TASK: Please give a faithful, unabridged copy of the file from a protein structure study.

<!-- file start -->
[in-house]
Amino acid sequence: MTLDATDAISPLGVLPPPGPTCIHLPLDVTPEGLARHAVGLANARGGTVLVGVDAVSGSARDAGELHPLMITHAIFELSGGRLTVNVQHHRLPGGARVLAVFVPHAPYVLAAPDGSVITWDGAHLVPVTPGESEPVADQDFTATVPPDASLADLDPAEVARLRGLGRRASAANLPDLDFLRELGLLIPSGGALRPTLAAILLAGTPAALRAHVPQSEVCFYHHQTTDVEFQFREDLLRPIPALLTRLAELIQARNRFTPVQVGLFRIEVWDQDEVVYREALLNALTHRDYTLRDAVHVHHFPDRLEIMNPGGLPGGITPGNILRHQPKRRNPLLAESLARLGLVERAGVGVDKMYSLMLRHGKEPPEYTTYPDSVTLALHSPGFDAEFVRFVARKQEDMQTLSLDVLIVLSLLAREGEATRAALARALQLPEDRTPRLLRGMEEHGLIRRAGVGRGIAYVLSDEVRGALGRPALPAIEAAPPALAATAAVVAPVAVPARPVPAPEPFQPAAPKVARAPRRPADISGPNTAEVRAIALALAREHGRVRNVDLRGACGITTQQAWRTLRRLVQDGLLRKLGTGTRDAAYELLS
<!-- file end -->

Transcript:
[in-house]
Amino acid sequence: MTLDATDAISPLGVLPPPGPTCIHLPLDVTPEGLARHAVGLANARGGTVLVGVDAVSGSARDAGELHPLMITHAIFELSGGRLTVNVQHHRLPGGARVLAVFVPHAPYVLAAPDGSVITWDGAHLVPVTPGESEPVADQDFTATVPPDASLADLDPAEVARLRGLGRRASAANLPDLDFLRELGLLIPSGGALRPTLAAILLAGTPAALRAHVPQSEVCFYHHQTTDVEFQFREDLLRPIPALLTRLAELIQARNRFTPVQVGLFRIEVWDQDEVVYREALLNALTHRDYTLRDAVHVHHFPDRLEIMNPGGLPGGITPGNILRHQPKRRNPLLAESLARLGLVERAGVGVDKMYSLMLRHGKEPPEYTTYPDSVTLALHSPGFDAEFVRFVARKQEDMQTLSLDVLIVLSLLAREGEATRAALARALQLPEDRTPRLLRGMEEHGLIRRAGVGRGIAYVLSDEVRGALGRPALPAIEAAPPALAATAAVVAPVAVPARPVPAPEPFQPAAPKVARAPRRPADISGPNTAEVRAIALALAREHGRVRNVDLRGACGITTQQAWRTLRRLVQDGLLRKLGTGTRDAAYELLS